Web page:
BTS at the L’Oreal Academy

Behind the scenes from my latest job with L’Oreal.
It was a fun day as always, even though I was dead tired after a 14 hour workday.
A couple of times each year L’Oreal hosts a “training camp” for hair professionals who want to get certified within the L’Oreal color system. The week ends with a large shoot that puts the students and their newly acquired knowledge to the test.

Final results in a later post with a tutorial on how the shoot was done 🙂

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Follow-up queations from my latest webinar with X-Rite

On Thursday, December 13’th, I did a webinar with X-Rite about novice colormanagement and how to print with control.

Here are a few of the follow-up questions we received after the webinar:

Q: I’ve bought colormonkey photo and created a profile for my Canon Pixma 5150 and GP-501 paper. Unfortunatly, even if I calibrated my screen and created the paper, I still have color shifts. Any suggestion ?

A: Even though the Colormunki is a great tool for calibrating your monitor and printer there are a few limitations. I feel bound to inform you that the Canon Pixma 5150, is not really a photo printer you can expect to deliver the same results as of a dedicated photo printer such as the Pixma Pro-1. With a limited ink set, you will not get the same gamut and some colore might not be possible to produce. Try different types of paper, such as the Canon Pro Platinum and see what results that would give you.

Q: Is the Colormunki Photo less accurate than the devices that can be used with the i1Profiler software?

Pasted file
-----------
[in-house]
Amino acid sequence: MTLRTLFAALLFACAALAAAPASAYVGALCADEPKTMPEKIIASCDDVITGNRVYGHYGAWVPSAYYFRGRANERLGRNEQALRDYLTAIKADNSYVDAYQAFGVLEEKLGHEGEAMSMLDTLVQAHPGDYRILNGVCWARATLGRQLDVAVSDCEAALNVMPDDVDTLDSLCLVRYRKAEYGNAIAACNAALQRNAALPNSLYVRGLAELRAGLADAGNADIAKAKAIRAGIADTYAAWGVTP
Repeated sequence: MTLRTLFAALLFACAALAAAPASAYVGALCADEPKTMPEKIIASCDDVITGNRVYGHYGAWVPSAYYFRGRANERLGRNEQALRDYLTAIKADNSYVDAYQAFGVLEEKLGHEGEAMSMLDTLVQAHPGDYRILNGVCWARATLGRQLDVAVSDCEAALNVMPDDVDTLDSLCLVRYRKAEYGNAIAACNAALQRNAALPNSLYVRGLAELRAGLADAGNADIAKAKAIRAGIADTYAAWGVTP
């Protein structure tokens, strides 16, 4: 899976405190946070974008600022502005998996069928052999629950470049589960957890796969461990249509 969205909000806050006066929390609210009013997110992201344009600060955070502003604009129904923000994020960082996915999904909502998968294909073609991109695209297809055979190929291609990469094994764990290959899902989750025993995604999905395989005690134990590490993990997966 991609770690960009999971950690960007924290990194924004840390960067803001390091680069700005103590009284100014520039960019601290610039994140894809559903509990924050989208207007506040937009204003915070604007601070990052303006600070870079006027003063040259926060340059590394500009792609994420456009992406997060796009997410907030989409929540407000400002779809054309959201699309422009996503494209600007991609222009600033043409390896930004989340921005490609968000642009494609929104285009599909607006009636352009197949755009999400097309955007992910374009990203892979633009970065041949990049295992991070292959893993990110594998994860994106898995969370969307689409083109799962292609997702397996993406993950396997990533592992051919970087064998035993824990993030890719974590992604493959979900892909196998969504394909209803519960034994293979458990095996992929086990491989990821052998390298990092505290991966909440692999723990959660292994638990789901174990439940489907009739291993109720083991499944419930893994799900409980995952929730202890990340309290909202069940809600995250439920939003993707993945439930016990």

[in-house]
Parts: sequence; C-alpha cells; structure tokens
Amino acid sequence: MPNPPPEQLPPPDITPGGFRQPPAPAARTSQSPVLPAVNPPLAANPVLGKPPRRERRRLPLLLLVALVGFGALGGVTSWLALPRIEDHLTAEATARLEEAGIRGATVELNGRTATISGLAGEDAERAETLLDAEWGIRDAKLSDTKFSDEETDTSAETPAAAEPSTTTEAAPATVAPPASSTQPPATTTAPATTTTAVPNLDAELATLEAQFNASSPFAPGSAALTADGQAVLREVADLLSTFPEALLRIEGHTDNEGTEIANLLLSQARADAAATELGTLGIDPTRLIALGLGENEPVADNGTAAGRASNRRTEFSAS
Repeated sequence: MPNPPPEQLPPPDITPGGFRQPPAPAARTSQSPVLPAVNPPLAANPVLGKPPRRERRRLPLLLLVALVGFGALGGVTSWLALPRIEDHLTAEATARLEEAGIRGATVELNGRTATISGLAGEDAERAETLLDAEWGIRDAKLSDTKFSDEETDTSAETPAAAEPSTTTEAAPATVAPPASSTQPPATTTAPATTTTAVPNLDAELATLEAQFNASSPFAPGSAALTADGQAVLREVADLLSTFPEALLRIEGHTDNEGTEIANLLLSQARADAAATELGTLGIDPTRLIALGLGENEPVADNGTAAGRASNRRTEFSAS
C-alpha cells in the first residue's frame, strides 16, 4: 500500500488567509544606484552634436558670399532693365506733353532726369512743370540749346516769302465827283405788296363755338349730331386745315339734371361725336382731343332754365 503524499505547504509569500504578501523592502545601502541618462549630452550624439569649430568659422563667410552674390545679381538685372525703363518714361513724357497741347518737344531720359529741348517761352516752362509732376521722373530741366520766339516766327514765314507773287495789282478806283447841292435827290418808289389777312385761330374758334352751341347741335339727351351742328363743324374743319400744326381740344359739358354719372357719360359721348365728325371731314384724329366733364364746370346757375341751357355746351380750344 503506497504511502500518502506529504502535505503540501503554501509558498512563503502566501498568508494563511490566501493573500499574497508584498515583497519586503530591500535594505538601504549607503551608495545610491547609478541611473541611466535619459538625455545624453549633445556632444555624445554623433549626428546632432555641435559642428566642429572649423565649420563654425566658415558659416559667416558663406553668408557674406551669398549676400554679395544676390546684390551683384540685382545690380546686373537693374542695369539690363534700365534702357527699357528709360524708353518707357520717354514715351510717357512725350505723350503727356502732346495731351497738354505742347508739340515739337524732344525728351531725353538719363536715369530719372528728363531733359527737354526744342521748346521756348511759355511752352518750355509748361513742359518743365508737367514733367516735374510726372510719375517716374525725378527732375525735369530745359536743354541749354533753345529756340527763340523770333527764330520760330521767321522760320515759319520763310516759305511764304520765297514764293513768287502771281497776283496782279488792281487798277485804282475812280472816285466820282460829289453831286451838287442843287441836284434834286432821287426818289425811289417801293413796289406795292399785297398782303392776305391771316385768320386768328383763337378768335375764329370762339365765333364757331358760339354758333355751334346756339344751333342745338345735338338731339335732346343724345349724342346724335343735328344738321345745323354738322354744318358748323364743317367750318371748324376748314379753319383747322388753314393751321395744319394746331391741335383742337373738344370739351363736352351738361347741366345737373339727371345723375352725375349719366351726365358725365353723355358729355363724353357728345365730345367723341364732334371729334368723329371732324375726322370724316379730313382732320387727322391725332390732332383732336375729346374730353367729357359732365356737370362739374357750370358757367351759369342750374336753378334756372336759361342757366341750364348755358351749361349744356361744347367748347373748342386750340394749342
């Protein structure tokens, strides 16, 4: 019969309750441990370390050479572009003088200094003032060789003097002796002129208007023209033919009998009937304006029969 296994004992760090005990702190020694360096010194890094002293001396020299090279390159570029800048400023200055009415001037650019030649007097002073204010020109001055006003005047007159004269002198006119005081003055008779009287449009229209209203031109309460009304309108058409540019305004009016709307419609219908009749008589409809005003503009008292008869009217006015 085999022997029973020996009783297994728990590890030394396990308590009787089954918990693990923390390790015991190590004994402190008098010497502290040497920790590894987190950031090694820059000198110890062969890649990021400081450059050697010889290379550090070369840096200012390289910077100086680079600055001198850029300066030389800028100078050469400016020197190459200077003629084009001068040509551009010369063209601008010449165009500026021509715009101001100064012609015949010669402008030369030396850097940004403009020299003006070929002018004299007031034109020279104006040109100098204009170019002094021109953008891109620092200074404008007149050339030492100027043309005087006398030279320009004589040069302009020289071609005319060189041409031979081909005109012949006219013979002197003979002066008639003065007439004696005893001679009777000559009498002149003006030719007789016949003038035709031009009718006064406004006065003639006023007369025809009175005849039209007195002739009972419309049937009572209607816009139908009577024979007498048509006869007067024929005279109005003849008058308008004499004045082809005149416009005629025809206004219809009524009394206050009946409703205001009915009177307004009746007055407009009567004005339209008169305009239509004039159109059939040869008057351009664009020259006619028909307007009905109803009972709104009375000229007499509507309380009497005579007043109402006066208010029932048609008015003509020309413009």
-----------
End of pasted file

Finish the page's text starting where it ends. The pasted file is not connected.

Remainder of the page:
A: The hardware it self is extremely accurate, but there are limitations to the software that comes with the Colormunki Photo, i.e. less color patches and control over the profile building with more. If your serious about creating paper profiles, then you should consider hardware such as the i1Basic 2, i1Photo 2 or i1Publish.

Q: When calibrating our monitor using the i1Profiler software, should we use automatic display control for all monitors?

A: You can use automatic display control with most Apple monitors, iMacs and Macbook’s.
Some dedicated desktop monitors also support this feature. In any case, set it to “on” and if its not supported by your monitor you’ll be notified, and will have to adjust brightness, contrast and white balance manually.

Make sure that if you own a Hardware calibrated monitor such as the Eizo CG series or NEC Spectraview, you should use the dedicated software that came with your monitor.

Q: Hi do you have to set your monitor back to the original setting [ mac cinama ] before you start to profile ???

A: No you do not. Apple displays do not have the option to change anything other than the brightness. This will be adjusted correctly once the calibration process starts.
If you own a “PC” monitor with the option of changing brightness, contrast etc, then I would advice you to go into the menu of your monitor and reset it to its factory default setting.

Q: In Martin Evenings LightRoom 4 book print resolution is (by Jeff Schewe) recommended to upsample to 360 if native is less than this and otherwise upsample to 720 if 360 < native < 720 – and lieave it if native > 720. Do You agree on this ??

A: Yes I do. As long as you’re printing on an Epson Printer.
If you own a Canon printer there are other number to consider: 300, 600 & 1200.

Q: Is the Icc profile the same for PCs & Mac?

A: When creating a custom print profile, it will work on both PC and Mac.